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Q: Now, let’s talk about how the venture was initiated. What were some of your big milestones? How much time did they take, and what was the building process like?

Jerker: We started formulating the concept in late 2018. We thought that we had something really good here with Glow. 

So we started to think that perhaps other companies outside Norway Post could benefit from Glow as well. If we are able to easily and quickly implement this in different businesses within our group, then perhaps we could do the same for external companies. 

So that idea was born in late 2018, and Glow's implementation in multiple different businesses within Norway Post followed in late 2019. 

After we got the go-ahead from our group management team to further explore the concept, we spent about a year doing a thorough market analysis of the European last-mile delivery platform market. We found out the European market is quite similar to the Nordic market. We got the funding and the go-ahead to start building a year later, in 2019. That’s when we started building a second version of Glow, separate from the one we used internally - to sell to external customers. That’s when the journey really started. 

Q: Is that the reason you decided to structure it as a spin-off? To work with external partners? 

Jerker: That was the key reason. So once we made the decision, we set up new legal entities and started working with Glow in them.

Q: What is the relationship that Norway Post has now with this legal entity? Is it still a mother brand, is there a shareholder relationship, or is it completely independent?

Jerker: Norway Post still owns the entity and is also a customer. 

Q: Does that in itself create any challenges with external clients? Or is it not really an issue with the different partners?

Jerker: Of course, there are both positives and negatives from a customer standpoint. I think the advantage that we have as Glow is that we are actually developed by a logistics company. That makes us unique when talking to other big logistics companies in Europe. 

It's obvious to our customers that we know what we’re talking about, and that's the reason why we get to talk to them in the first place. We're not just any logistics platform, we have years of experience and industry knowledge backing us.

Then, of course, the approach has to be balanced, with questions like “Do you really work for me or do you work for your owners?” But I don't see that as an issue. First of all, we can't be in business if we have first and second-tier customers. Second of all, there are so many synergies between what Norway Post wants and what our broader European customers want. It’s actually one of our biggest strengths because a great idea by an external customer will benefit Glow for internal use within Norway Post. But it also works the other way around. Any internal idea that helps Glow improve will benefit our external customers as well.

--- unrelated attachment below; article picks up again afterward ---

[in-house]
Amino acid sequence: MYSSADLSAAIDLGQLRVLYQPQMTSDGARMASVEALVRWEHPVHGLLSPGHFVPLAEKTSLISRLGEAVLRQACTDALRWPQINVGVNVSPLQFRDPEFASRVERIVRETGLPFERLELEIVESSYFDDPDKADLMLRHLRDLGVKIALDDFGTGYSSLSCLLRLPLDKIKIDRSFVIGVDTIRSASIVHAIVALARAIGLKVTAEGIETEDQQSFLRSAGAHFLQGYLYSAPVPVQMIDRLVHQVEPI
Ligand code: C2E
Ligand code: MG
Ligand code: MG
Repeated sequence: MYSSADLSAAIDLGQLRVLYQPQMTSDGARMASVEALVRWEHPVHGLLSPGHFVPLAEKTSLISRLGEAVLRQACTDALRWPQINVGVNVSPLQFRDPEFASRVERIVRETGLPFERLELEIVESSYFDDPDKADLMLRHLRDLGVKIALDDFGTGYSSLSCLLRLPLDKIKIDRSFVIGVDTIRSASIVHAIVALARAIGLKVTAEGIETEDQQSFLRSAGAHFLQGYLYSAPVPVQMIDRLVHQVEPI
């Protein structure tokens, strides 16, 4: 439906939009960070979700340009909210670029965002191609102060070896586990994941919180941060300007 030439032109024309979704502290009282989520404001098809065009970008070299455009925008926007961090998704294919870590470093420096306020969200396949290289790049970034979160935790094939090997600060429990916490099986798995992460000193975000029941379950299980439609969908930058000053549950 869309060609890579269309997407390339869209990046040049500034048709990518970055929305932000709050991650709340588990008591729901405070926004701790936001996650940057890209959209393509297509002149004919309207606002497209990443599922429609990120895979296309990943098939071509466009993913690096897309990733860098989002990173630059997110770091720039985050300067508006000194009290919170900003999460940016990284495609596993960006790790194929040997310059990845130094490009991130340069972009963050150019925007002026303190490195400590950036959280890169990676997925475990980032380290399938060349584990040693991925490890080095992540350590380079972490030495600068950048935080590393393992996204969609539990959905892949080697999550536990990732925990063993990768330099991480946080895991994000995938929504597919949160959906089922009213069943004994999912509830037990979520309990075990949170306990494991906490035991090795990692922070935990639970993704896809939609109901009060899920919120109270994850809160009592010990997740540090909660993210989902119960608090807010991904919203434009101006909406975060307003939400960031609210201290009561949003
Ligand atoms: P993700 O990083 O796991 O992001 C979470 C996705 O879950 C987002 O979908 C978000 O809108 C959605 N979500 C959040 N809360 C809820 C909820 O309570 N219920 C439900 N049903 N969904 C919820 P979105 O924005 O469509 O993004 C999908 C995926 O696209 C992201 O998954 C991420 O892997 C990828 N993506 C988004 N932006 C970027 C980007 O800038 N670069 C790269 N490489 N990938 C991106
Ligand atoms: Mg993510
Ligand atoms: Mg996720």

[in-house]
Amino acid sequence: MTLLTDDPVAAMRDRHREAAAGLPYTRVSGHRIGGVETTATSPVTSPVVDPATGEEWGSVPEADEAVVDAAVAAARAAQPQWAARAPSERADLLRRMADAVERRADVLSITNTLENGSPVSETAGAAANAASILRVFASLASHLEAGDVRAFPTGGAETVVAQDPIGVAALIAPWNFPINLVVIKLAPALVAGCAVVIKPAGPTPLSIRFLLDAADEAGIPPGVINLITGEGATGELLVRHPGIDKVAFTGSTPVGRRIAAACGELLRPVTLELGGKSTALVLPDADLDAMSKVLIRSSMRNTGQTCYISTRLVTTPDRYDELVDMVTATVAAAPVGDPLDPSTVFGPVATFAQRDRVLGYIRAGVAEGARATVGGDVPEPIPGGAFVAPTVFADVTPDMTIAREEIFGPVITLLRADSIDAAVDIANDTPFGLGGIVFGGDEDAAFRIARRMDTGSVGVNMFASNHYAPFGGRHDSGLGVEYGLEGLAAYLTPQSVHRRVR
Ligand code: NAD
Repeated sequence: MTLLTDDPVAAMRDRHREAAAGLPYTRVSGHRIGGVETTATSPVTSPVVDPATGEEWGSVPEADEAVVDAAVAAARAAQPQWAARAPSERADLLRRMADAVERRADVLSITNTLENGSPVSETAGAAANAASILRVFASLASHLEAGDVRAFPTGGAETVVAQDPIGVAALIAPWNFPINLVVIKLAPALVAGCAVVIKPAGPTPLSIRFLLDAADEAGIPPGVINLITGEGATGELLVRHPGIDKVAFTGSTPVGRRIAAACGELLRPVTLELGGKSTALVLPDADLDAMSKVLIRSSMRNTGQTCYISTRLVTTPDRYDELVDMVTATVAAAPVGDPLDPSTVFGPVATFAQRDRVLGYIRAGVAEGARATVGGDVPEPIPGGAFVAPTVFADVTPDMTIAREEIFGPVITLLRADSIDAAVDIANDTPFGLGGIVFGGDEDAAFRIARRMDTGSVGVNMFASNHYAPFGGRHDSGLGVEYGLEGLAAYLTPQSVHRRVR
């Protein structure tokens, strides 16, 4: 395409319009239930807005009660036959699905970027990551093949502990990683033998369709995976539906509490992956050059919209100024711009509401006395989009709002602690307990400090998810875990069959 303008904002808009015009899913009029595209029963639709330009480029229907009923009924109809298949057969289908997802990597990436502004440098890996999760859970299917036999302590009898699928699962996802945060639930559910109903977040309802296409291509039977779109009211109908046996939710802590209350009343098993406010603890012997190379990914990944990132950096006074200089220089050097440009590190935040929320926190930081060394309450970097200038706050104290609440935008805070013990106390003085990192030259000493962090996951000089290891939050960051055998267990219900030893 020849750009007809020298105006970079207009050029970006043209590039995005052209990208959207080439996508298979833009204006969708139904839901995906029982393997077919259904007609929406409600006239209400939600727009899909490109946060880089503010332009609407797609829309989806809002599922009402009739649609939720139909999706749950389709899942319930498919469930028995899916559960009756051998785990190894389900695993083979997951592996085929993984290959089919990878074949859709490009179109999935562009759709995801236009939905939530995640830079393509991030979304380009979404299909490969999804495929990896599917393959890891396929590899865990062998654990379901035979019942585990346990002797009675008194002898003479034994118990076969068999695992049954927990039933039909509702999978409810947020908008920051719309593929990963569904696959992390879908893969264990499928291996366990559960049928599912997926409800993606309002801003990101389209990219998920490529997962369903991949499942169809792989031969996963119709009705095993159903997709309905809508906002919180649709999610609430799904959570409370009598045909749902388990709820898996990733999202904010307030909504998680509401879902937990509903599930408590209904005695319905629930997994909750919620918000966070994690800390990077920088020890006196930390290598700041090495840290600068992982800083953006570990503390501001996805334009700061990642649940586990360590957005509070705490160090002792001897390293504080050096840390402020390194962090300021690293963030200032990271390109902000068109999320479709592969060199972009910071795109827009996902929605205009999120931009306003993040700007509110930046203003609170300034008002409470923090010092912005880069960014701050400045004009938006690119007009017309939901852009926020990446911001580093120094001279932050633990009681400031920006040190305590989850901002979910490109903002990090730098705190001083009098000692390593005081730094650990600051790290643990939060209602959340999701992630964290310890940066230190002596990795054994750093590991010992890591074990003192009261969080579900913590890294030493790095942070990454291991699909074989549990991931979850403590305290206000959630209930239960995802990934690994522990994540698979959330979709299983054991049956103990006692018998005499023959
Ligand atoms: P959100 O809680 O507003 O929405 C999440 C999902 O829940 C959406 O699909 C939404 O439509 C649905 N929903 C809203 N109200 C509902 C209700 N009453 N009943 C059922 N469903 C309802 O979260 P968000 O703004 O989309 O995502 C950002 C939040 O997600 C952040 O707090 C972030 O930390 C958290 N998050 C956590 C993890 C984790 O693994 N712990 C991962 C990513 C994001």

It all boils down to the fact that continuous improvement for Glow benefits all customers. 

Q: Has Glow played a role in somehow bringing external partners or external organisations closer to Norway Post? Has it helped Norway Post build partnerships in any way?

Jerker: Very much so. I think our external customers listen to and respect our logistics knowledge. We’re not just a tech company. Our customers know that there's genuine logistics knowledge within this group.

Q: What is the governance setup like between Norway Post and Glow? What about the corporate financial structure? Is there a board? Tell us a bit about that stuff.  

Jerker: Glow and another corporate venture that we have in repose called Amoi (which is a digital marketplace that brings local food and other goods to the recipients in urban areas) really paved the way. We had to invent many of these structures along the way. However, just a few months ago, we reorganised and started a new division called “Division Next”, with Glow and Amoi.

Division Next consists of a corporate venture capital unit that invests in different companies related to digitalisation and sustainability. It also includes its own accelerator that can invest in internal ideas and start new corporate ventures. 

Q: If you had the chance to start over with Glow, with all the learnings you have today - what would you do differently?

Jerker: That's a really good question. I think the changes that we have made now, setting up our whole group to actually create these corporate ventures, will help a lot with all the administration related to setting up a separate legal entity for future corporate ventures.

Norway Post Group is, of course, very used to starting new legal entities, but they are often way bigger than Glow is. So perhaps, we could have done that a bit more efficiently. Seeing that a small company like Glow needs different treatment compared to a big company with thousands of employees, for example. 

Q: In our experience, B2B concepts tend to be more challenging to validate because the target audience is harder to reach than B2C. What was the validation process like for Glow? Was it easier to validate because you had an existing network?